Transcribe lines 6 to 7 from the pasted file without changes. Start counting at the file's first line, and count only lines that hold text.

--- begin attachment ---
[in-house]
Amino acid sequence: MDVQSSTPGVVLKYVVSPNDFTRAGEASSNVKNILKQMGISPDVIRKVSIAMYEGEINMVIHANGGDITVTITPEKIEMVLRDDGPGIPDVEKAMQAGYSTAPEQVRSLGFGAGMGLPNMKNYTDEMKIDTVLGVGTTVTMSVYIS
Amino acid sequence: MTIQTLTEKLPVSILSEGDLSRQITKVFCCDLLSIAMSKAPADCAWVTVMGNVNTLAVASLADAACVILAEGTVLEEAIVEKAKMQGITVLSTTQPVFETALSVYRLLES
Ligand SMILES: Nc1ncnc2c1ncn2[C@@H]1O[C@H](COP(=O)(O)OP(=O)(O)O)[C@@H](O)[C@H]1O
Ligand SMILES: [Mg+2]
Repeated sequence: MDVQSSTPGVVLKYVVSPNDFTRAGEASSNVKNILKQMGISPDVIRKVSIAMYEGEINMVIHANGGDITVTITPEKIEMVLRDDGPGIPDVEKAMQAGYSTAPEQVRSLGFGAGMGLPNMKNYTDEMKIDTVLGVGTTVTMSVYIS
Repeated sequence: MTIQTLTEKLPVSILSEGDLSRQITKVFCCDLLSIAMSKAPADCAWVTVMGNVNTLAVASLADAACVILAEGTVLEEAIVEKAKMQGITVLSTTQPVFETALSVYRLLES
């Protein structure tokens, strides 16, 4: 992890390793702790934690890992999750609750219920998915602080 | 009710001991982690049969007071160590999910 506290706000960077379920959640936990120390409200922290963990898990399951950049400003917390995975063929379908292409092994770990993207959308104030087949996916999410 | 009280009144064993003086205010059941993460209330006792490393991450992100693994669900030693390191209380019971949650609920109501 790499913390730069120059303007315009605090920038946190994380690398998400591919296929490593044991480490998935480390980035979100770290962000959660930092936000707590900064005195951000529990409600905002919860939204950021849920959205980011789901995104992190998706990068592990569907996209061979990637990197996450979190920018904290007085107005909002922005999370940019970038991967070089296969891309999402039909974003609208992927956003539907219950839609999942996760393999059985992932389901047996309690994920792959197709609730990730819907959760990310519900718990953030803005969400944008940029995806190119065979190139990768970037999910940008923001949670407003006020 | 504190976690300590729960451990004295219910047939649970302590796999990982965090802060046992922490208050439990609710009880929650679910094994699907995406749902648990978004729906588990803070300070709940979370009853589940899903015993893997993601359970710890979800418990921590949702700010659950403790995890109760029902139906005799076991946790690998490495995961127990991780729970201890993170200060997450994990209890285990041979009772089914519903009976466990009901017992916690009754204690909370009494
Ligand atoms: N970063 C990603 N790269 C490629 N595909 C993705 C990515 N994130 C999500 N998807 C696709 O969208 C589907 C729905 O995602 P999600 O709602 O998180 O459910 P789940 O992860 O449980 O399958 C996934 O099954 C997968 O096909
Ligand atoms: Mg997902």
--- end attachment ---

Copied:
Repeated sequence: MDVQSSTPGVVLKYVVSPNDFTRAGEASSNVKNILKQMGISPDVIRKVSIAMYEGEINMVIHANGGDITVTITPEKIEMVLRDDGPGIPDVEKAMQAGYSTAPEQVRSLGFGAGMGLPNMKNYTDEMKIDTVLGVGTTVTMSVYIS
Repeated sequence: MTIQTLTEKLPVSILSEGDLSRQITKVFCCDLLSIAMSKAPADCAWVTVMGNVNTLAVASLADAACVILAEGTVLEEAIVEKAKMQGITVLSTTQPVFETALSVYRLLES